Mailbox Monday is hosted by Marcia at the Printed Page. This is the first time I've done this particular meme, but since I've started using PaperBackSwap I have a lot more books flowing into and out of my mailbox.
I'm looking forward to participating in and reading all the great posts that will be part of the March Classics Circuit, which features Georgette Heyer. Since I've already read the book I'll be posting on, I thought I'd acquire and read a few more so that I can get the most out of the tour.
An Infamous Army: A Novel of Wellington, Waterloo, Love and War arrived this week. I wanted to follow up my recent reread of Vanity Fair with another fictional account of Brussels on the eve of Waterloo, and this was recommended more than once including Library Journal on Amazon:
This must be the most accurately researched and detailed battle description that has ever appeared in a book of romantic fiction. The battle itself, and the weeks before and after it, forms the time line and backbone of this novel. The title refers to the Duke of Wellington's unkind nickname for the motley collection of national armies under his command in 1815 at Waterloo. Set in Brussels, as the French and Allied forces are converging, Heyer's story concerns the stormy courtship between Lady Barbara Childe and Col. Definitely a romance for the historically minded reader, there is no fluff here.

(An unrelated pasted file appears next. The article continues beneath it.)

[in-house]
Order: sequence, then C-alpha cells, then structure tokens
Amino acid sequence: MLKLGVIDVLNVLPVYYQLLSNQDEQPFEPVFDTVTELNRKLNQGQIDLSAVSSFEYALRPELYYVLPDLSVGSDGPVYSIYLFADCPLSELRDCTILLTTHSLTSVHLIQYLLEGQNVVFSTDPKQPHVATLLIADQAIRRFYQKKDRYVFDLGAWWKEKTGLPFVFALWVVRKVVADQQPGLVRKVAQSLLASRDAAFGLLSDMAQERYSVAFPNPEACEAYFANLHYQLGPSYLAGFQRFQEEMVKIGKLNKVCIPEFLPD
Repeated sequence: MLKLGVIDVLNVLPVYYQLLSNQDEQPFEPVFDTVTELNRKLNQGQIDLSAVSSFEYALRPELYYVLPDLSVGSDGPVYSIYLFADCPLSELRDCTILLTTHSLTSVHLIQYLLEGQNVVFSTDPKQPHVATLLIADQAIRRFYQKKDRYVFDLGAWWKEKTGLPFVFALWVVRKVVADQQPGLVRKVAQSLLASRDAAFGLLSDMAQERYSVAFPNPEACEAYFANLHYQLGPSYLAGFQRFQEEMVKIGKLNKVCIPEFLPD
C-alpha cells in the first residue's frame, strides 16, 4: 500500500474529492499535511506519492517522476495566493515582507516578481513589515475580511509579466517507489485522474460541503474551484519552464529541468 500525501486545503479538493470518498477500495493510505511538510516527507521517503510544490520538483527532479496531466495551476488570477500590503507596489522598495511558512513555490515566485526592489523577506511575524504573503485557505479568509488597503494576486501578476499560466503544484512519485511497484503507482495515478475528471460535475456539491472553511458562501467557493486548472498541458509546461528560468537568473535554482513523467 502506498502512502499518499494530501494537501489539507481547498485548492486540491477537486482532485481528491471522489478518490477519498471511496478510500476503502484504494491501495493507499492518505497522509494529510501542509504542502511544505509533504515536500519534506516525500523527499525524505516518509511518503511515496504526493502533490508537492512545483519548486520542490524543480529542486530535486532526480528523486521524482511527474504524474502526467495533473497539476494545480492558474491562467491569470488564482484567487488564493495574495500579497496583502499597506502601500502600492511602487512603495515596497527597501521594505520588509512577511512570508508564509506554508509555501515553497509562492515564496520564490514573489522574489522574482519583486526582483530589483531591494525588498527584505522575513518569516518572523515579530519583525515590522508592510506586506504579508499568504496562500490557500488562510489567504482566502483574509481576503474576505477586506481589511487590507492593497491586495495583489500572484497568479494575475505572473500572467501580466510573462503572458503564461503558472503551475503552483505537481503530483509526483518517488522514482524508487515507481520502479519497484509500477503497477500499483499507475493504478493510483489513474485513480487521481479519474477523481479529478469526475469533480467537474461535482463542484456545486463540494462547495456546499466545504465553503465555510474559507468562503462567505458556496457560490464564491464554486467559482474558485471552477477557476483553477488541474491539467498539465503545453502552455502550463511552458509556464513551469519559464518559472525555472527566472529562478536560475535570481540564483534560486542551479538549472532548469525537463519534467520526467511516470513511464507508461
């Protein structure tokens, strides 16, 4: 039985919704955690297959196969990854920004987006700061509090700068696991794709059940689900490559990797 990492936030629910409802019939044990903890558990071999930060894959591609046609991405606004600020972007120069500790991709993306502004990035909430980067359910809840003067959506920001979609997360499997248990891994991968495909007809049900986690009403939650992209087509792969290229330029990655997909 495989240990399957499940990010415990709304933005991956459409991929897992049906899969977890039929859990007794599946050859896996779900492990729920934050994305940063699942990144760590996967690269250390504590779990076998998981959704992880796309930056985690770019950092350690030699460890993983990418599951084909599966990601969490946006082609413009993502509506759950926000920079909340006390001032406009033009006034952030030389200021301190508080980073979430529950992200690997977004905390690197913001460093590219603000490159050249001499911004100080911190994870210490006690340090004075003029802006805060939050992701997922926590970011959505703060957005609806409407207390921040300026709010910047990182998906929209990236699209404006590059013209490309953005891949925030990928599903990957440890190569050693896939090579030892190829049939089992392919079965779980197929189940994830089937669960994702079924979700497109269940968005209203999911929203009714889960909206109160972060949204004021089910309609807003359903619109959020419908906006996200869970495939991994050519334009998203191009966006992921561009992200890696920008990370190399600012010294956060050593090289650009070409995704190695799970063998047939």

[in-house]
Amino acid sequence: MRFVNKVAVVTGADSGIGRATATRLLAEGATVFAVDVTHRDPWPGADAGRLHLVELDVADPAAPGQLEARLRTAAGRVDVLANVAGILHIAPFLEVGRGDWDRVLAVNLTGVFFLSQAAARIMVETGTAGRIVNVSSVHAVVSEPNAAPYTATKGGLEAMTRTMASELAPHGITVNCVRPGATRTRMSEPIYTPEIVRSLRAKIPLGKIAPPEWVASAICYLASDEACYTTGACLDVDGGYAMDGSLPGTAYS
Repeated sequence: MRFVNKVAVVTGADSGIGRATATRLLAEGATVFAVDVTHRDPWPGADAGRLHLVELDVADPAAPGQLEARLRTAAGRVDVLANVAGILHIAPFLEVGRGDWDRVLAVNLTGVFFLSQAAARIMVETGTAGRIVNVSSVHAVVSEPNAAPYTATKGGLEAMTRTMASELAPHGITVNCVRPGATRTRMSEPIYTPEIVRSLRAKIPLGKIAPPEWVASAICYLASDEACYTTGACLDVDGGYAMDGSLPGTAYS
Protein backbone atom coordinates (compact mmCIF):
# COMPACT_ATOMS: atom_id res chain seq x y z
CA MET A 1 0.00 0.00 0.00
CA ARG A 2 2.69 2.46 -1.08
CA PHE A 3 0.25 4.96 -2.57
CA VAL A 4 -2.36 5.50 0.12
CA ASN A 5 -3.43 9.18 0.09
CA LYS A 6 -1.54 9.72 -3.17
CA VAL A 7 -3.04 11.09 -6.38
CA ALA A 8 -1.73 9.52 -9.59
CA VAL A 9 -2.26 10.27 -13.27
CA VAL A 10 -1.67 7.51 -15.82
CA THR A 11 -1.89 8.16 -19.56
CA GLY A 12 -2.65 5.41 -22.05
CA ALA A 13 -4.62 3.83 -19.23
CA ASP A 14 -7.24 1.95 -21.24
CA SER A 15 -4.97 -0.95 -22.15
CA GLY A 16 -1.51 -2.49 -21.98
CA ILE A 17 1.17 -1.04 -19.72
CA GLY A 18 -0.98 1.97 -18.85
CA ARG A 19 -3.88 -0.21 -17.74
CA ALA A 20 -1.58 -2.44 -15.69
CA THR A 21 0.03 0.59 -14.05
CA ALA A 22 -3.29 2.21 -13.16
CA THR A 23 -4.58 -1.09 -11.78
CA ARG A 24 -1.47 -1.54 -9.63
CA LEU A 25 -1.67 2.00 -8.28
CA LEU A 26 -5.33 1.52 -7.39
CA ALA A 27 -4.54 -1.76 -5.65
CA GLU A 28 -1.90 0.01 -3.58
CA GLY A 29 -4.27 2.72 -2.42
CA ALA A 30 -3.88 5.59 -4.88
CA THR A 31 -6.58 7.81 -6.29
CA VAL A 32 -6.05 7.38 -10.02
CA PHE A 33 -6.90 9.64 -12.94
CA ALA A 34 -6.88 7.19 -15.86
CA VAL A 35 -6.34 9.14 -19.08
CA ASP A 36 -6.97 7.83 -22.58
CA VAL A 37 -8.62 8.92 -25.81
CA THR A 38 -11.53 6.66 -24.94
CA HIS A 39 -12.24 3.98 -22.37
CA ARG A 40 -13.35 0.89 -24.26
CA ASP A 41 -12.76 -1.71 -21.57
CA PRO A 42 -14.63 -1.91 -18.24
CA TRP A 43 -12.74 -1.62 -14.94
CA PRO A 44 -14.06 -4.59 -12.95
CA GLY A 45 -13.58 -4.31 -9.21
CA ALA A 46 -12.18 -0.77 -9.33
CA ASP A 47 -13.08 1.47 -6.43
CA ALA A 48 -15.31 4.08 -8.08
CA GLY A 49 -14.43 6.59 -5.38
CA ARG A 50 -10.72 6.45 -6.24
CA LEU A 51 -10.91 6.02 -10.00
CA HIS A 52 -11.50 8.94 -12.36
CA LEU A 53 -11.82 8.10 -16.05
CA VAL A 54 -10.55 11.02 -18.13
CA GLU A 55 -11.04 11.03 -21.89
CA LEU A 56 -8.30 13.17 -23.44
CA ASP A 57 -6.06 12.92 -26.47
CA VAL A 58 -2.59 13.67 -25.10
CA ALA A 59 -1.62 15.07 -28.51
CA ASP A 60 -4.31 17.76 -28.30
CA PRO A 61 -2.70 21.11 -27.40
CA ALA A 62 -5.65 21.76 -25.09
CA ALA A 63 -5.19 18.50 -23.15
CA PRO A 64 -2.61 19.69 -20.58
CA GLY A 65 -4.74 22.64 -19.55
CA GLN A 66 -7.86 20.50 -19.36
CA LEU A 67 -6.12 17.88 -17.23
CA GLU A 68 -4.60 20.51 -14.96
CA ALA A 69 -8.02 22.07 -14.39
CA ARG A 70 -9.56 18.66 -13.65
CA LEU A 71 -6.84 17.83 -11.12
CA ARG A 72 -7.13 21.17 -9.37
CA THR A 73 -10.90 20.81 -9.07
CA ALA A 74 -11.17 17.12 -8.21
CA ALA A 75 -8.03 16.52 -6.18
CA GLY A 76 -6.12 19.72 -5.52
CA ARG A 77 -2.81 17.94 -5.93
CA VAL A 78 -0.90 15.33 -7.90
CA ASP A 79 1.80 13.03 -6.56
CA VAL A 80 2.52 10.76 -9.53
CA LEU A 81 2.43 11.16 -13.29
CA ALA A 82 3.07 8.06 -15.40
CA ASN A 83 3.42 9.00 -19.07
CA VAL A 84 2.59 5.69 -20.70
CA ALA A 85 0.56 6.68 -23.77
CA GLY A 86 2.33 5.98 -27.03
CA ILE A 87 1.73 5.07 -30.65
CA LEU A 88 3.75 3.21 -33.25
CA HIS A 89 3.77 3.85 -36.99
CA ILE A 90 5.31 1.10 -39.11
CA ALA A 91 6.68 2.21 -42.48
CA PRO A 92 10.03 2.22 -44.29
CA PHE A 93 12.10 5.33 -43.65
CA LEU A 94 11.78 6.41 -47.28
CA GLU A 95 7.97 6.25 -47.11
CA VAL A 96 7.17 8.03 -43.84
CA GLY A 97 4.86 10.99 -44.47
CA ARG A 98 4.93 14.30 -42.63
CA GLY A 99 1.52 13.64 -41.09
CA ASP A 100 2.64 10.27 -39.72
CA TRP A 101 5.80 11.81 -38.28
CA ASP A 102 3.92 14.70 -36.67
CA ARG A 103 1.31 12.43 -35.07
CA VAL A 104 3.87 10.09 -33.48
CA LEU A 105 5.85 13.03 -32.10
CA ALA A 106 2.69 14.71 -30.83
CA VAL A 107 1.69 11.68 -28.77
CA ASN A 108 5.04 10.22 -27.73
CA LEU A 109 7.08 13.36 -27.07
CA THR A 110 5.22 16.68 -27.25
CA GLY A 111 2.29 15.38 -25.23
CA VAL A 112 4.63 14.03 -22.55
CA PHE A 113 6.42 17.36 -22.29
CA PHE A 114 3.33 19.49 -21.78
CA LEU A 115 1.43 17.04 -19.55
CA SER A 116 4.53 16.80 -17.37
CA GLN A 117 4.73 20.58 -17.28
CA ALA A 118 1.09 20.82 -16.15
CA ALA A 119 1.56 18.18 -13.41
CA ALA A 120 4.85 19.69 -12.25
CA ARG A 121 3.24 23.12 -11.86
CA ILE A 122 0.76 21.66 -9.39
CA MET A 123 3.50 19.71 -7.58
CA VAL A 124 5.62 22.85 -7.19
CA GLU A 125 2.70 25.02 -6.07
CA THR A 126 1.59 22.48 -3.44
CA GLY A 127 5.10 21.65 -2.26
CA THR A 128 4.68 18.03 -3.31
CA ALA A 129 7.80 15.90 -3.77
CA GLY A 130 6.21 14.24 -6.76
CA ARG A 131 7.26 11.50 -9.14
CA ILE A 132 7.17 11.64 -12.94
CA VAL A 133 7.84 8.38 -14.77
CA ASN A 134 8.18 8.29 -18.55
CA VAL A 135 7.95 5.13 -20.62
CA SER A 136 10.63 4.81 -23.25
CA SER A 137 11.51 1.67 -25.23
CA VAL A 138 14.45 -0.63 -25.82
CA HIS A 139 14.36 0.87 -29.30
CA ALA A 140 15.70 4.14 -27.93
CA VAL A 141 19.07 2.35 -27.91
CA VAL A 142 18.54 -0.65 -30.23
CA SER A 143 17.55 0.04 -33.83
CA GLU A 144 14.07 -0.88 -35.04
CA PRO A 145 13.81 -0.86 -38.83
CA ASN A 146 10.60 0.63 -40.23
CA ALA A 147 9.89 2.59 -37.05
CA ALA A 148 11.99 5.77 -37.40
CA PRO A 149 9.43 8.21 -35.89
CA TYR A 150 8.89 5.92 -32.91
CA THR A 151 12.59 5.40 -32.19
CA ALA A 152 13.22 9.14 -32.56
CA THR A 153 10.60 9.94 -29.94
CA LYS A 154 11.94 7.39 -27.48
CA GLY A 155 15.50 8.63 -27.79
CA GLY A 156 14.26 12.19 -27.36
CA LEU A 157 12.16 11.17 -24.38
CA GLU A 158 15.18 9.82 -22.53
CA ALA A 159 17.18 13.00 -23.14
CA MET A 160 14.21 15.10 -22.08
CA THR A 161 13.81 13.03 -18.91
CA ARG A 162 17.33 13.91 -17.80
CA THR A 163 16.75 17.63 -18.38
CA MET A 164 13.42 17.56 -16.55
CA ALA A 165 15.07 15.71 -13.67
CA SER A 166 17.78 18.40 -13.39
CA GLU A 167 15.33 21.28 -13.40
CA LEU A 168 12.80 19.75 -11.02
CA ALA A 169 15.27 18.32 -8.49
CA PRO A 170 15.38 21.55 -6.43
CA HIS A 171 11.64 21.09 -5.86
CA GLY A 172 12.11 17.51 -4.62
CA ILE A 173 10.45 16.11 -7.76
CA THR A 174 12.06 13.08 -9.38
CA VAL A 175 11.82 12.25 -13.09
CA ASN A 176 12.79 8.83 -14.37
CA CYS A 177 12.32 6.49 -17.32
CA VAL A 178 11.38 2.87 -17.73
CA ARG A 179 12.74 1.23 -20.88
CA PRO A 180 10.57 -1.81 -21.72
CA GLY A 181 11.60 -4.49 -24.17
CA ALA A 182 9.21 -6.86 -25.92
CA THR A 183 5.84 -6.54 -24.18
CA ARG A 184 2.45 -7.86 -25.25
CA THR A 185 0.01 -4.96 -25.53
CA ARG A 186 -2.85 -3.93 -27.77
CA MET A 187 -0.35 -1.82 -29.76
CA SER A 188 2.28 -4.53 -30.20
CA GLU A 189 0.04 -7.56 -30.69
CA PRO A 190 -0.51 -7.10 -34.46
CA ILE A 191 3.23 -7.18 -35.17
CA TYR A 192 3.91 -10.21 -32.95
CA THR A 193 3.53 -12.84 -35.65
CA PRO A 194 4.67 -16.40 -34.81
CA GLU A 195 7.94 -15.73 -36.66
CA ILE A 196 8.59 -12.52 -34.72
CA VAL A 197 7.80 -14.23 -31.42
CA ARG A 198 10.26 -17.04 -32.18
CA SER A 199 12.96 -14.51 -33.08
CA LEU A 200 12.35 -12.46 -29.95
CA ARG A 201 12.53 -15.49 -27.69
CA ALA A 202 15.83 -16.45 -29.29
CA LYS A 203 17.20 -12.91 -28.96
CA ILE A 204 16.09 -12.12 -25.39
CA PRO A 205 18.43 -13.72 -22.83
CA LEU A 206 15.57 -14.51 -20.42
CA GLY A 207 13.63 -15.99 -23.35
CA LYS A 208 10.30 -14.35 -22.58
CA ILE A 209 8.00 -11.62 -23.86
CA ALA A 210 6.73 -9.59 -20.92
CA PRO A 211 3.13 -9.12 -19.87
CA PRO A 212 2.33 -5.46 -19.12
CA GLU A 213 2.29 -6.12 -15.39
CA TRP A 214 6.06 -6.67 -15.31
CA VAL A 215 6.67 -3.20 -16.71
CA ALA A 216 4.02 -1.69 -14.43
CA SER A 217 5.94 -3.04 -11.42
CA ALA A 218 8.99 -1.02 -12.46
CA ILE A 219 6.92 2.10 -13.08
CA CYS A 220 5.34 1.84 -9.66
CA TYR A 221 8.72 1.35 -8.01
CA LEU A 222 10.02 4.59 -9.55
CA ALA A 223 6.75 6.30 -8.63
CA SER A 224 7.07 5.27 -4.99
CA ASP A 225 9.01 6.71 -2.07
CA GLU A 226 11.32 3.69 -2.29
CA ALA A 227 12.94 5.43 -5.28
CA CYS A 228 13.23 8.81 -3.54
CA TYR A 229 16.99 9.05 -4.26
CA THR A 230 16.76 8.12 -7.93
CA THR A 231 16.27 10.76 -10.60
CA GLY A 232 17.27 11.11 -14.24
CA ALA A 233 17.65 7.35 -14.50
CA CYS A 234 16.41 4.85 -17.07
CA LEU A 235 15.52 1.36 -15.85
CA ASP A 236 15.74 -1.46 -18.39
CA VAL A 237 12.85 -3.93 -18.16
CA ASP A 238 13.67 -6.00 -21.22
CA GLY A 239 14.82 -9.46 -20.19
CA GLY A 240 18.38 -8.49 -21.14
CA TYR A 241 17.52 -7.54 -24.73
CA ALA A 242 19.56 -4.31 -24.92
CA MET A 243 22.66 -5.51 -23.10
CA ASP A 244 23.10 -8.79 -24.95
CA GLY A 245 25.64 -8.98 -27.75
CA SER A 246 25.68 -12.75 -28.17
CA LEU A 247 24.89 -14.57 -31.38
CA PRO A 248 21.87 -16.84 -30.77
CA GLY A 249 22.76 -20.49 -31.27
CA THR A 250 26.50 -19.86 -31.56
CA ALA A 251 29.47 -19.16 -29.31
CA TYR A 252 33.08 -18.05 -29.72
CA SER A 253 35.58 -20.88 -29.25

As did The Foundling. Here's what Amazon had to say about it:
One of readers', librarians' and booksellers' most frequently requested Heyers, The Foundling features Gilly, the seventh Duke of Sale.
A diffident young man of 24 years, easily pushed around by his overprotective uncle and the retinue of devoted family retainers who won't let him lift a finger for himself, the Duke sometimes wishes he could be a commoner. One day he decides to set out to discover whether he is "a man, or only a Duke."
Beginning with an incognito journey into the countryside to confront a blackmailer, he encounters a runaway school boy, a beautiful but airheaded orphan, one of literature's most appealing and well-spoken comic villains, and a series of alarming and even life threatening events from which he can extricate himself only with the help of his shy and lovely fiancé.
And Why Shoot a Butler? Again from Amazon's product description:
In an English country-house murder mystery with a twist, it's the butler who's the victim, every clue complicates the puzzle, and the bumbling police are well-meaning but completely baffled.
This gives me a good cross-section of Heyer--a historical, a Regency, and a mystery. A perfect antidote to endless winter.
Fever Pitchby Nick Hornby also arrived, and I put New York and Scenes of Clerical Life on hold so that I could dive into this memoir of one Brit's obsession with football, aka soccer.
Finally, volume two (So Lively a Chase) of Laura Hile's wonderful Elizabeth Eliot story, Mercy's Embrace, arrived from Amazon.
Dare I hope for another snow storm to keep me inside next weekend to enjoy these riches? Nay, I can read whether it's snowing or not...preferably NOT!